Back when I was studying routing algorithms, trying to understand
BGP meant wading through one of the longer RFCs. Stewart's BGP4
makes the protocol a lot more accessible. It begins with a thirty
page overview of Internet addressing and routing, covering such things
as CIDR, autonomous systems, and the difference between IGPs and EGPs.
A fairly dry explanation of the BGP protocol itself is followed by a look
at some typical BGP operations (IGP interaction and the various forms
of multi-homing) and common BGP extensions (Internal BGP scaling through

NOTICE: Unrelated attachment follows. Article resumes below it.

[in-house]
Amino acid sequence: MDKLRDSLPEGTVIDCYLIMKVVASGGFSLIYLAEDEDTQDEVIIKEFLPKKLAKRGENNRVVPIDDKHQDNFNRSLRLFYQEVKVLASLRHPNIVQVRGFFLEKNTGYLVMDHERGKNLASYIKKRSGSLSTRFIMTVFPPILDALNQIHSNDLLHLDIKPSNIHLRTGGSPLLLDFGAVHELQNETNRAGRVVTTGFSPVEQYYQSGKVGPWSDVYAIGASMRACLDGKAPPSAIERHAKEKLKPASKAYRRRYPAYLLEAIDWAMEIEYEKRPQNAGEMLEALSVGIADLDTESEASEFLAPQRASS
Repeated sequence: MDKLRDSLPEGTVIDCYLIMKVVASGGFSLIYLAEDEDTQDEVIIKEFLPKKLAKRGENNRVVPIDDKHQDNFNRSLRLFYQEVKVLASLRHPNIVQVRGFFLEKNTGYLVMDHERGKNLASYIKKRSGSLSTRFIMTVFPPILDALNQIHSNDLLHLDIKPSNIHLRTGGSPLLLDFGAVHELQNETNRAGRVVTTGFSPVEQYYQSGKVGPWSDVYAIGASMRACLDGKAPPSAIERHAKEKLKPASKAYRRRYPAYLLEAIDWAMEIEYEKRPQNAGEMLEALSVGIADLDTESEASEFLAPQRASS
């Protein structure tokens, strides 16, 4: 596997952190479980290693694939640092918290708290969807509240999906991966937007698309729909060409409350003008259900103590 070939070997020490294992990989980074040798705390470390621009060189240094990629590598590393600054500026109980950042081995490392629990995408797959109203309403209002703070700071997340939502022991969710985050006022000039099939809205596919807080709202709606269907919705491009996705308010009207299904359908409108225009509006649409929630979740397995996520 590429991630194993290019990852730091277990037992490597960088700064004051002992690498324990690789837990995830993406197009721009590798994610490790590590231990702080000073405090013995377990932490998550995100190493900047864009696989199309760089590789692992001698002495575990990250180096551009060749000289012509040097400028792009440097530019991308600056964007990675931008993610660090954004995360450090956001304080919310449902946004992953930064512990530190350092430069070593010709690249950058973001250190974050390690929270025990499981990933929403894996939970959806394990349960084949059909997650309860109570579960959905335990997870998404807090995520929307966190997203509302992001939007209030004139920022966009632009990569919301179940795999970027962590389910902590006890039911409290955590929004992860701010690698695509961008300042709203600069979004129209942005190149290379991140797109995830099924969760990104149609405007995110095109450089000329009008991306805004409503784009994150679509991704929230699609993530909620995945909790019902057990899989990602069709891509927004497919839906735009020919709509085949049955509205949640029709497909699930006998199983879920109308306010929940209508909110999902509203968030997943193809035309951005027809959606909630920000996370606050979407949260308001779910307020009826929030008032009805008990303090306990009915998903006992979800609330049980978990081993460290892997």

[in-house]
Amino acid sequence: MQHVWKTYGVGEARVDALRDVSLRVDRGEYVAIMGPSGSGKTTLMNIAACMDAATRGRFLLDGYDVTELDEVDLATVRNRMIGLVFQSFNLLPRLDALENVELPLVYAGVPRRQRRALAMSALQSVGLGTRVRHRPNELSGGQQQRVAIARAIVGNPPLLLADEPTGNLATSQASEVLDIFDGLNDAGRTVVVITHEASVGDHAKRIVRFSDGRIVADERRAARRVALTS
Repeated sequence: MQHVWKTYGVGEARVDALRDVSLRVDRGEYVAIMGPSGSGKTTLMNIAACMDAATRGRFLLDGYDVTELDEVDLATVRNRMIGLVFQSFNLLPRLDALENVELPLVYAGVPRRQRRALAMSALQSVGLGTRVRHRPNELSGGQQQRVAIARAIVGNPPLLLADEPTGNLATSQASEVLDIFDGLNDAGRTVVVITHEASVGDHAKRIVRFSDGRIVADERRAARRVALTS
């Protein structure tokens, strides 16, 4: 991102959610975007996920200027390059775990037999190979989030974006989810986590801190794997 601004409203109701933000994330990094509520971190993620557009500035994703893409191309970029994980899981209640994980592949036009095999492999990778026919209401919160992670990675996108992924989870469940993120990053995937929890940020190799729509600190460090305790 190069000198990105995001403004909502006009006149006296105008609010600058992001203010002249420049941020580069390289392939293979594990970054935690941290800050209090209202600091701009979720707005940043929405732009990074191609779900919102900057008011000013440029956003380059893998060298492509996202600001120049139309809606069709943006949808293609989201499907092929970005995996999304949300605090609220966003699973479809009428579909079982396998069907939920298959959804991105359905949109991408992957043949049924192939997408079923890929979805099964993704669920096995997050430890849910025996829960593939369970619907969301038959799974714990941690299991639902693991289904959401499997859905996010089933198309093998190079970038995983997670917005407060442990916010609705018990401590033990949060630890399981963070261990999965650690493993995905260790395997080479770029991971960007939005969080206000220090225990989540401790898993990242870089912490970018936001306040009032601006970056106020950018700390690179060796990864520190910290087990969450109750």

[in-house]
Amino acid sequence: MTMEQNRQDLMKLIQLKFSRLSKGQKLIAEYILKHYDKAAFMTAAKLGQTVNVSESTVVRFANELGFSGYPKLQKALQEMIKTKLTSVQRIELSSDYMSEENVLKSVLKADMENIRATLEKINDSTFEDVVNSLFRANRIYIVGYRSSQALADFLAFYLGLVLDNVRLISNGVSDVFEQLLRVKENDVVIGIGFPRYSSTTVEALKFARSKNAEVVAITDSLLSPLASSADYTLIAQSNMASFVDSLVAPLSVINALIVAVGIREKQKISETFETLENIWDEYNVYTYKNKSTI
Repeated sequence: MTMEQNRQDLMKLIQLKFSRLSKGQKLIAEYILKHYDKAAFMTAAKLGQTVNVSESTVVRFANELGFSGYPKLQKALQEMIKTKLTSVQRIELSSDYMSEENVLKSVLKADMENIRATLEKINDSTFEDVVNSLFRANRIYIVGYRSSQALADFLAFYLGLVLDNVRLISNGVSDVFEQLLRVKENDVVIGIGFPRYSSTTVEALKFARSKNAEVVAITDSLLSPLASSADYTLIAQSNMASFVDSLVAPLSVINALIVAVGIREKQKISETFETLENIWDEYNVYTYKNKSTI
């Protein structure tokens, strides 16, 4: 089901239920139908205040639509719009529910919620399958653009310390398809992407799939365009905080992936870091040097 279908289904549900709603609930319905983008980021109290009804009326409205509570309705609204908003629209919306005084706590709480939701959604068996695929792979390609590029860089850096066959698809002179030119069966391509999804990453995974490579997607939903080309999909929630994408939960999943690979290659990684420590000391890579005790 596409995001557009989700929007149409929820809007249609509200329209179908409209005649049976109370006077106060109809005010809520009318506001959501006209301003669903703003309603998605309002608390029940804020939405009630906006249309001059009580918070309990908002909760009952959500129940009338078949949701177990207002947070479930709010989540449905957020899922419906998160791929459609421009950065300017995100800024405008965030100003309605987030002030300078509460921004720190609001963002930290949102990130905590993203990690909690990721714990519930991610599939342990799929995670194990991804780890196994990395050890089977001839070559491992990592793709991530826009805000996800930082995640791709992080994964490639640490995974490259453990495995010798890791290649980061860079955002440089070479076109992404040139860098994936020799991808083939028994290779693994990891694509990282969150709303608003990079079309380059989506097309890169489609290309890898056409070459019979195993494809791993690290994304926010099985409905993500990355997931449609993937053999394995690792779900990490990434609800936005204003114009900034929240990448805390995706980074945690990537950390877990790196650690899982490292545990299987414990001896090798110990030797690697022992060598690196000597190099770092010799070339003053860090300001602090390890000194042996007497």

route reflection or AS confederations, flap dampening, BGP communities,
and capabilities negotiation).
BGP4 has broken the unwritten law that all computing books must be large
and expensive — it is a slim paperback with a reasonable price-tag.
I think it has to be a good investment for anyone running BGP, as well
appealing to the simply curious. (As the administrator of a small stub
network on the edge of the universe, without even a router under my
control, I'm mostly interested in BGP as an abstract protocol and as the
basis for Internet policy implementation.)
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- books about networking
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